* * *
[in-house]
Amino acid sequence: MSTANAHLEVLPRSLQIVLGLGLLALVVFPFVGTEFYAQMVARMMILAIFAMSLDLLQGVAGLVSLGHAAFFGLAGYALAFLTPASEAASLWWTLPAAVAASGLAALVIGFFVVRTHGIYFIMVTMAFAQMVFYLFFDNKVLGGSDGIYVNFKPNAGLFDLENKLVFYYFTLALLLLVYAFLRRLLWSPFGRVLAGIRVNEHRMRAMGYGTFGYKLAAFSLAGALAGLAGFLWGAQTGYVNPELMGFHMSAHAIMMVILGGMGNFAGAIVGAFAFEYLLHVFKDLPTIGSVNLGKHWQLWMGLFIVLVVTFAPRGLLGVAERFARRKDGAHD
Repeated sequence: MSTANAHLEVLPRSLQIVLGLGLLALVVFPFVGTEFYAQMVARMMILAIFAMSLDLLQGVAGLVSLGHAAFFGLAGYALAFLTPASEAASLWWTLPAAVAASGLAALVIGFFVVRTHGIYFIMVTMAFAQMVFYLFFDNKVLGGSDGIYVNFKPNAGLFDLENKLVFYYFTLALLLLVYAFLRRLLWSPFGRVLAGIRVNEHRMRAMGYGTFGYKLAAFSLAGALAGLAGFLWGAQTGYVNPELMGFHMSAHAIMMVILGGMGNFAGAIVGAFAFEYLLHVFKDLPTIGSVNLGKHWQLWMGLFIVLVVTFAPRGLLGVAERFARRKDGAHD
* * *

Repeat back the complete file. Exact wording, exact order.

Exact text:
[in-house]
Amino acid sequence: MSTANAHLEVLPRSLQIVLGLGLLALVVFPFVGTEFYAQMVARMMILAIFAMSLDLLQGVAGLVSLGHAAFFGLAGYALAFLTPASEAASLWWTLPAAVAASGLAALVIGFFVVRTHGIYFIMVTMAFAQMVFYLFFDNKVLGGSDGIYVNFKPNAGLFDLENKLVFYYFTLALLLLVYAFLRRLLWSPFGRVLAGIRVNEHRMRAMGYGTFGYKLAAFSLAGALAGLAGFLWGAQTGYVNPELMGFHMSAHAIMMVILGGMGNFAGAIVGAFAFEYLLHVFKDLPTIGSVNLGKHWQLWMGLFIVLVVTFAPRGLLGVAERFARRKDGAHD
Repeated sequence: MSTANAHLEVLPRSLQIVLGLGLLALVVFPFVGTEFYAQMVARMMILAIFAMSLDLLQGVAGLVSLGHAAFFGLAGYALAFLTPASEAASLWWTLPAAVAASGLAALVIGFFVVRTHGIYFIMVTMAFAQMVFYLFFDNKVLGGSDGIYVNFKPNAGLFDLENKLVFYYFTLALLLLVYAFLRRLLWSPFGRVLAGIRVNEHRMRAMGYGTFGYKLAAFSLAGALAGLAGFLWGAQTGYVNPELMGFHMSAHAIMMVILGGMGNFAGAIVGAFAFEYLLHVFKDLPTIGSVNLGKHWQLWMGLFIVLVVTFAPRGLLGVAERFARRKDGAHD